A Behavioral Animal Model for the Study of Pain Mechanisms in Primates
Recent neurophysiological studies in primates have increased significantly our knowledge of neural pathways that play a role in pain sensation and reaction. In the peripheral nervous system, neural populations have been identified which respond exclusively to intense or noxious stimuli applied to the skin (Burgess & Perl, 1973). Similarly, some neurons in the spinal cord dorsal horn with axon projections to the thalamus respond only to tissue-threatening or tissue-damaging stimuli (Willis, Trevino, Coulter, and Maunz, 1974; Price and Mayer, 1975). However, the situation is complicated by the finding that many spinothalamic neurons have a wide dynamic response range to innocuous and noxious mechanical stimuli (Willis et al, 1974; Price and Mayer, 1975). What role do such neurons play in pain? Furthermore, all of these studies have been performed under general anesthesia or after surgical brain lesions, both of which alter ongoing and evoked central neuronal activity. For example, dorsal horn neurons activated by noxious mechanical stimulation in a spinalized cat do not respond to similar stimuli in a decerebrated animal (Brown, 1971). Other studies have shown that cold block of the cervical spinal cord in anesthetized cats results in a significant increase in the sensitivity of lumbar spinal cord dorsal horn neurons to noxious heat stimuli (Zimmermann and Handwerker, 1974). Since the responsivity of these neurons is dependent upon the waking state of the animal, only tentative conclusions can be drawn from such experiments about the functional role of different spinal cord populations in pain.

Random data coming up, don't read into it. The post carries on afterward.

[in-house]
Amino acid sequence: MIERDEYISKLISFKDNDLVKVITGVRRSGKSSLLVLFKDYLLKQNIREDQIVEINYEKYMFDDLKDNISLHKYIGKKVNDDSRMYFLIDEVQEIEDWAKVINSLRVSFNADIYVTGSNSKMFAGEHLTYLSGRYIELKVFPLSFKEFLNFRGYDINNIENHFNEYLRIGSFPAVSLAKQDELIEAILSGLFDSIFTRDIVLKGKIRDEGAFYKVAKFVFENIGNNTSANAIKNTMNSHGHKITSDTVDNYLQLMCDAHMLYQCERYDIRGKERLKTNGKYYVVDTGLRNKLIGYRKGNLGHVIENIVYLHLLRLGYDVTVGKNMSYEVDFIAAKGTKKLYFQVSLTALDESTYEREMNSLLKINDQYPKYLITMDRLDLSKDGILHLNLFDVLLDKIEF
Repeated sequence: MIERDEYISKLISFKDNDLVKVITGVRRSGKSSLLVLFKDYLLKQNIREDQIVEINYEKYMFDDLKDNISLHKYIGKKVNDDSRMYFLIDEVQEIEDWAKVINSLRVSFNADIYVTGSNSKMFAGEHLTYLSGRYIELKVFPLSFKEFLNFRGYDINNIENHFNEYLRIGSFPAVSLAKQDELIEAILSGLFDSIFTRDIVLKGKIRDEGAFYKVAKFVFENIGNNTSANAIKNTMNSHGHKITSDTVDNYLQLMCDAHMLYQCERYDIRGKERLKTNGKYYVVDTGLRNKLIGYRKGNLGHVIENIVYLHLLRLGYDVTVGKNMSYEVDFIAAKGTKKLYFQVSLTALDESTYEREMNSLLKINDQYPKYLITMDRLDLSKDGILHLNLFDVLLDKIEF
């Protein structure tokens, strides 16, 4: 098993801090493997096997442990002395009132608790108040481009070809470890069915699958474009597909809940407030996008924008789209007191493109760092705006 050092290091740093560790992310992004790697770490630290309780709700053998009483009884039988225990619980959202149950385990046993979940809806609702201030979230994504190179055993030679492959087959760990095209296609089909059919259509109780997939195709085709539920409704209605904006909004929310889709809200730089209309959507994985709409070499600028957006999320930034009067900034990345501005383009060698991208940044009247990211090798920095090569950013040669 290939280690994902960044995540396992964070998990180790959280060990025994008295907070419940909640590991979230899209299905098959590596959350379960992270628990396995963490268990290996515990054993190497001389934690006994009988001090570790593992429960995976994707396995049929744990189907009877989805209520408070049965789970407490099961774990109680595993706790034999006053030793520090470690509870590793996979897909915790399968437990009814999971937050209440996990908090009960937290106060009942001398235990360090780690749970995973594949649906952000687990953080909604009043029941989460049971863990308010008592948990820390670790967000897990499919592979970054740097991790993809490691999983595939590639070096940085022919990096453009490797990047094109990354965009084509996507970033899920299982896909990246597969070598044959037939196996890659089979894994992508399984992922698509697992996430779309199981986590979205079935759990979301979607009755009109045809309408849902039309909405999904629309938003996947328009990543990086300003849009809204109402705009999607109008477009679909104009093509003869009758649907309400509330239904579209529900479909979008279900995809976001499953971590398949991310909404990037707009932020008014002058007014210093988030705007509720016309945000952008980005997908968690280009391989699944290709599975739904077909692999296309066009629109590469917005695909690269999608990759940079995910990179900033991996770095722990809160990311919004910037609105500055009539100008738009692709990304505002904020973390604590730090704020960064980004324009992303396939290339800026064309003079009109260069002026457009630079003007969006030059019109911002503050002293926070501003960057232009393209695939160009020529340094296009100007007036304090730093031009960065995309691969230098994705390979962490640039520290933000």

KeywordsFinal Temperature Pain Mechanism Escape Behavior Spinal Cord Dorsal Horn Noxious Heat
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